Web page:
Mesoscale physical-biological interactions as revealed in satellite observations and eddy resolving models: from regional to global scales
Event: 2015 Ocean Surface Topography Science Team Meeting
Session: Science II: Mesoscale and sub-mesoscale ocean processes: current understanding and preparation for SWOT
Presentation type: Type Oral
Contribution: PDF file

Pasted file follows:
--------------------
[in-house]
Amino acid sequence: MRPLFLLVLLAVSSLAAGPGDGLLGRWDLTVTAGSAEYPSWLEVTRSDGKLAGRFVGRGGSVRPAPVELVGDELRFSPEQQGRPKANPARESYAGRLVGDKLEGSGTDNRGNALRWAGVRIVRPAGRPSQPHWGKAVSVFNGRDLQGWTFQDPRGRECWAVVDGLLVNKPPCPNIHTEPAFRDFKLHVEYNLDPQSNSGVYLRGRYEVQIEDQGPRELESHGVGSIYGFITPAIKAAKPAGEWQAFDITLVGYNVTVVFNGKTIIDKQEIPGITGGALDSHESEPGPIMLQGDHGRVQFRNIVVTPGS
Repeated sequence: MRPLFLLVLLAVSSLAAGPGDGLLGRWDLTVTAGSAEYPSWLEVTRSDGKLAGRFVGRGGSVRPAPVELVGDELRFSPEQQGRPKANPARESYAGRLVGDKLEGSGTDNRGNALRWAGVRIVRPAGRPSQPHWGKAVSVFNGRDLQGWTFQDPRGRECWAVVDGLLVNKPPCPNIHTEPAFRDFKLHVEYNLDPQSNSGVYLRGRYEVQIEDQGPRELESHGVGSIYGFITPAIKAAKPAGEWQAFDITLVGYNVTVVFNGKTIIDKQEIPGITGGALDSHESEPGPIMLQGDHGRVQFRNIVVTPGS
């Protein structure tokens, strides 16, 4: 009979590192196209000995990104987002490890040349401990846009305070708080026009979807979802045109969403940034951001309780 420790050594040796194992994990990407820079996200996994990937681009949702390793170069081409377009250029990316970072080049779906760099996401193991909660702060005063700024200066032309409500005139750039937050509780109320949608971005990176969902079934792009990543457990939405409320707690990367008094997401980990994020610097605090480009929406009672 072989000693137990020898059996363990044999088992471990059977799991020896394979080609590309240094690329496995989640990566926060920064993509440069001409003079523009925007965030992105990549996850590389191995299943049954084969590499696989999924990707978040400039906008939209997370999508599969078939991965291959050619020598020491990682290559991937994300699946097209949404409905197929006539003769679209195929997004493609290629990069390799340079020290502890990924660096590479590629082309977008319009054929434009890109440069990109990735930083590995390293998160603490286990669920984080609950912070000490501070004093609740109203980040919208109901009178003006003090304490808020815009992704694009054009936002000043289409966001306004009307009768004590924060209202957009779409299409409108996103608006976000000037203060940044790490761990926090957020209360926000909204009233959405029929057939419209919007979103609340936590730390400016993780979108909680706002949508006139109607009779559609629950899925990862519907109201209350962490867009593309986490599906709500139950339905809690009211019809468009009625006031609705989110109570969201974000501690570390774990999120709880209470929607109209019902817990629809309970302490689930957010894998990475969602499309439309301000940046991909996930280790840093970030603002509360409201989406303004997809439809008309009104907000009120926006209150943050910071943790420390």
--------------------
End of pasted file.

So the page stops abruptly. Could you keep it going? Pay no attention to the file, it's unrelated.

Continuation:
Mesoscale eddies influence upper ocean ecosystems by a variety of mechanisms, including some that stimulate productivity through nutrient supply (eddy pumping, eddy-wind interaction) and/or influencing light availability (eddy impacts on mixed layer depth), as well as those that simply redistribute biogenic material (stirring and trapping). It has been known for some time that these mechanisms can be differentially expressed in space and time. However, it is only recently that regional variations in the influence of mesoscale eddies on near-surface chlorophyll have been quantified on a global basis (Gaube et al., 2014). Coherent patterns of both positive and negative correlation between anomalies of sea level (SLA) and chlorophyll (CHL) reflect variations in the relative balance between these various eddy-driven processes. Areas of positive correlation are indicative of positive CHL anomalies associated with anticyclonic eddies (positive SLA) and negative CHL anomalies with cyclonic eddies (negative SLA). Conversely, regions of negative correlation are indicative of positive CHL anomalies associated with cyclonic eddies, and negative CHL anomalies associated with anticyclones. Attribution of these correlations to specific mechanisms is not possible on the basis of observations alone, as each of these correlation patterns can be produced by multiple mechanisms. A global eddy-resolving coupled physical-biological model is able to simulate many of the observed patterns in SLA-CHL correlation, providing a framework in which to diagnose the contributions of the various processes of mesoscale physical-biological interaction. We have looked in detail at the Gulf Stream region in a basin-scale version of the model, where the SLA-correlation is negative. Both eddy pumping and eddy trapping are candidate mechanisms to produce the observed correlation, and the model suggests eddy trapping is the dominant mechanism in this region. Moreover, we find that the time-evolution of CHL in anticyclonic eddies reflects nutrient supply via eddy-wind interaction, which would tend to produce positive correlation between SLA and CHL. However, this tendency is overshadowed by the influence of trapping in the overall correlation. Analysis of the global solution continues, and we intend to focus next on an area of positive correlation in the South Indian Ocean.